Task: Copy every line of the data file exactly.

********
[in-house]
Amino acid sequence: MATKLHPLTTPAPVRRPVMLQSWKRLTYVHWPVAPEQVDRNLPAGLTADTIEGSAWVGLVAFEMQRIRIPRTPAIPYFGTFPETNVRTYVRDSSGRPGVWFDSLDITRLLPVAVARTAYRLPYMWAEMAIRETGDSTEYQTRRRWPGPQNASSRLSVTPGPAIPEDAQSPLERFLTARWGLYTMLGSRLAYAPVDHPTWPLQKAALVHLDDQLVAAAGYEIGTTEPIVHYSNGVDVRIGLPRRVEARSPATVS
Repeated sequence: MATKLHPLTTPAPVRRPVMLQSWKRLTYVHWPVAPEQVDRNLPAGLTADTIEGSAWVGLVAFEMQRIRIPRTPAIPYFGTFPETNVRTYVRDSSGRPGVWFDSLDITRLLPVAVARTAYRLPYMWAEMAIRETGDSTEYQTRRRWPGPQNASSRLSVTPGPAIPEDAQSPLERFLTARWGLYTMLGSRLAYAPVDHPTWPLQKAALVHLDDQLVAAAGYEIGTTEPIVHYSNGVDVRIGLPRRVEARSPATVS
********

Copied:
[in-house]
Amino acid sequence: MATKLHPLTTPAPVRRPVMLQSWKRLTYVHWPVAPEQVDRNLPAGLTADTIEGSAWVGLVAFEMQRIRIPRTPAIPYFGTFPETNVRTYVRDSSGRPGVWFDSLDITRLLPVAVARTAYRLPYMWAEMAIRETGDSTEYQTRRRWPGPQNASSRLSVTPGPAIPEDAQSPLERFLTARWGLYTMLGSRLAYAPVDHPTWPLQKAALVHLDDQLVAAAGYEIGTTEPIVHYSNGVDVRIGLPRRVEARSPATVS
Repeated sequence: MATKLHPLTTPAPVRRPVMLQSWKRLTYVHWPVAPEQVDRNLPAGLTADTIEGSAWVGLVAFEMQRIRIPRTPAIPYFGTFPETNVRTYVRDSSGRPGVWFDSLDITRLLPVAVARTAYRLPYMWAEMAIRETGDSTEYQTRRRWPGPQNASSRLSVTPGPAIPEDAQSPLERFLTARWGLYTMLGSRLAYAPVDHPTWPLQKAALVHLDDQLVAAAGYEIGTTEPIVHYSNGVDVRIGLPRRVEARSPATVS